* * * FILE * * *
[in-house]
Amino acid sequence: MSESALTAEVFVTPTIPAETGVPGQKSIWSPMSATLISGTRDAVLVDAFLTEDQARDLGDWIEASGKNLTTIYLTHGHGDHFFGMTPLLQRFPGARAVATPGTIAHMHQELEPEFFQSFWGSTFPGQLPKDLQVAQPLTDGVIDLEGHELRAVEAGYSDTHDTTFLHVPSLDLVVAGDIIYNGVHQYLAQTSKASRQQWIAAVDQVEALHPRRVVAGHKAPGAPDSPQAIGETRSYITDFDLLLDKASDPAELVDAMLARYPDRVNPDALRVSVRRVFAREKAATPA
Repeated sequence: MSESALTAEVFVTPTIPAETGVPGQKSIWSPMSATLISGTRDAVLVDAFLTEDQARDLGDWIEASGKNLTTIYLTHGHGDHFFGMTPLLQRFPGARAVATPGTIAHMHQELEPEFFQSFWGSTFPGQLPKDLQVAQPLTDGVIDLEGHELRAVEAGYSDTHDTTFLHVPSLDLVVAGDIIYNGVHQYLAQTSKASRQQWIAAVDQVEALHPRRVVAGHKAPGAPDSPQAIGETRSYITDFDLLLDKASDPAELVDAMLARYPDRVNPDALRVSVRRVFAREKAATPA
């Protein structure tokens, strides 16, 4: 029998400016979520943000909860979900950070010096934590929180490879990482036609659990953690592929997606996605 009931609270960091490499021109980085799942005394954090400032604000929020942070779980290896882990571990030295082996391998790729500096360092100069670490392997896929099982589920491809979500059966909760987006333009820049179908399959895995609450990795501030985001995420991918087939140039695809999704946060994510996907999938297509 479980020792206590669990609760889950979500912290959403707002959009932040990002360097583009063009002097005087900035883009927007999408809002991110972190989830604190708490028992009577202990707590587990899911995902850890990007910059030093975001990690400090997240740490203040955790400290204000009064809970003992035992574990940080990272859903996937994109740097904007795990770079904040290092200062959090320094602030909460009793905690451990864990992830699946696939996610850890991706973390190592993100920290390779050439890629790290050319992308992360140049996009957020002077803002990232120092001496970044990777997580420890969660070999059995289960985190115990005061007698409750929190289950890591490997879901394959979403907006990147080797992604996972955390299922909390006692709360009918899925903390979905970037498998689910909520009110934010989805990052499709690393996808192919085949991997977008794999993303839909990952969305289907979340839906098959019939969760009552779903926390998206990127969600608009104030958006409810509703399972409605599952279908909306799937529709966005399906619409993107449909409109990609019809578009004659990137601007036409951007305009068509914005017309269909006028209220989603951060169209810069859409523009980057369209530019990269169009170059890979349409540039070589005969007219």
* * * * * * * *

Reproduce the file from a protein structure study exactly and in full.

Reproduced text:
[in-house]
Amino acid sequence: MSESALTAEVFVTPTIPAETGVPGQKSIWSPMSATLISGTRDAVLVDAFLTEDQARDLGDWIEASGKNLTTIYLTHGHGDHFFGMTPLLQRFPGARAVATPGTIAHMHQELEPEFFQSFWGSTFPGQLPKDLQVAQPLTDGVIDLEGHELRAVEAGYSDTHDTTFLHVPSLDLVVAGDIIYNGVHQYLAQTSKASRQQWIAAVDQVEALHPRRVVAGHKAPGAPDSPQAIGETRSYITDFDLLLDKASDPAELVDAMLARYPDRVNPDALRVSVRRVFAREKAATPA
Repeated sequence: MSESALTAEVFVTPTIPAETGVPGQKSIWSPMSATLISGTRDAVLVDAFLTEDQARDLGDWIEASGKNLTTIYLTHGHGDHFFGMTPLLQRFPGARAVATPGTIAHMHQELEPEFFQSFWGSTFPGQLPKDLQVAQPLTDGVIDLEGHELRAVEAGYSDTHDTTFLHVPSLDLVVAGDIIYNGVHQYLAQTSKASRQQWIAAVDQVEALHPRRVVAGHKAPGAPDSPQAIGETRSYITDFDLLLDKASDPAELVDAMLARYPDRVNPDALRVSVRRVFAREKAATPA
């Protein structure tokens, strides 16, 4: 029998400016979520943000909860979900950070010096934590929180490879990482036609659990953690592929997606996605 009931609270960091490499021109980085799942005394954090400032604000929020942070779980290896882990571990030295082996391998790729500096360092100069670490392997896929099982589920491809979500059966909760987006333009820049179908399959895995609450990795501030985001995420991918087939140039695809999704946060994510996907999938297509 479980020792206590669990609760889950979500912290959403707002959009932040990002360097583009063009002097005087900035883009927007999408809002991110972190989830604190708490028992009577202990707590587990899911995902850890990007910059030093975001990690400090997240740490203040955790400290204000009064809970003992035992574990940080990272859903996937994109740097904007795990770079904040290092200062959090320094602030909460009793905690451990864990992830699946696939996610850890991706973390190592993100920290390779050439890629790290050319992308992360140049996009957020002077803002990232120092001496970044990777997580420890969660070999059995289960985190115990005061007698409750929190289950890591490997879901394959979403907006990147080797992604996972955390299922909390006692709360009918899925903390979905970037498998689910909520009110934010989805990052499709690393996808192919085949991997977008794999993303839909990952969305289907979340839906098959019939969760009552779903926390998206990127969600608009104030958006409810509703399972409605599952279908909306799937529709966005399906619409993107449909409109990609019809578009004659990137601007036409951007305009068509914005017309269909006028209220989603951060169209810069859409523009980057369209530019990269169009170059890979349409540039070589005969007219």